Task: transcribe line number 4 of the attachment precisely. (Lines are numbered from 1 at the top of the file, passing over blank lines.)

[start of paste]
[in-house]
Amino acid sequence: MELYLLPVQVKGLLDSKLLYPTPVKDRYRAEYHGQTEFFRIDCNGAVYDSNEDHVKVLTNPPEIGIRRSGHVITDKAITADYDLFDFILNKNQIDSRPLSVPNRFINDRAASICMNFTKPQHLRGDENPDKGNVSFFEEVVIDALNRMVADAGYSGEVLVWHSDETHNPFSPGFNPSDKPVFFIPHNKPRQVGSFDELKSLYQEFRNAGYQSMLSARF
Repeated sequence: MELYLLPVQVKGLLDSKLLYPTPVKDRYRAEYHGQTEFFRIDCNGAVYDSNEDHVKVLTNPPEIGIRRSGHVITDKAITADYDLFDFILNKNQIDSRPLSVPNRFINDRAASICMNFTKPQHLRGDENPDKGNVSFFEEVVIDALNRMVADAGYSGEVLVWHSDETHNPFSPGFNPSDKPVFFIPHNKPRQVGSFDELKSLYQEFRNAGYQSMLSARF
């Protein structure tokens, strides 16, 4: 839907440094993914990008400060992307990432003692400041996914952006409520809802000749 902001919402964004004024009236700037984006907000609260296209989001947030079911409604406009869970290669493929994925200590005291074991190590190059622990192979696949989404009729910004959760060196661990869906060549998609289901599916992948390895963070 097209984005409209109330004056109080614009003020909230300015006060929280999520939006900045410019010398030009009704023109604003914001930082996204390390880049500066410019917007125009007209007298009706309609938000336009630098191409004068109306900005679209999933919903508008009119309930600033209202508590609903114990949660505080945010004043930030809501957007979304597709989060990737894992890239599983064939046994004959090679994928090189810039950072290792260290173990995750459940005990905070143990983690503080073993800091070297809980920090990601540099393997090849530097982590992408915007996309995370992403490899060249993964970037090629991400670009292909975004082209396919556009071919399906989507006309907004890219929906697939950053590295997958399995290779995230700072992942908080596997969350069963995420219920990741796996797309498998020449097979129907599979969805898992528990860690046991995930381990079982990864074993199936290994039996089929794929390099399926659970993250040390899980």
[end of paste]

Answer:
């Protein structure tokens, strides 16, 4: 839907440094993914990008400060992307990432003692400041996914952006409520809802000749 902001919402964004004024009236700037984006907000609260296209989001947030079911409604406009869970290669493929994925200590005291074991190590190059622990192979696949989404009729910004959760060196661990869906060549998609289901599916992948390895963070 097209984005409209109330004056109080614009003020909230300015006060929280999520939006900045410019010398030009009704023109604003914001930082996204390390880049500066410019917007125009007209007298009706309609938000336009630098191409004068109306900005679209999933919903508008009119309930600033209202508590609903114990949660505080945010004043930030809501957007979304597709989060990737894992890239599983064939046994004959090679994928090189810039950072290792260290173990995750459940005990905070143990983690503080073993800091070297809980920090990601540099393997090849530097982590992408915007996309995370992403490899060249993964970037090629991400670009292909975004082209396919556009071919399906989507006309907004890219929906697939950053590295997958399995290779995230700072992942908080596997969350069963995420219920990741796996797309498998020449097979129907599979969805898992528990860690046991995930381990079982990864074993199936290994039996089929794929390099399926659970993250040390899980």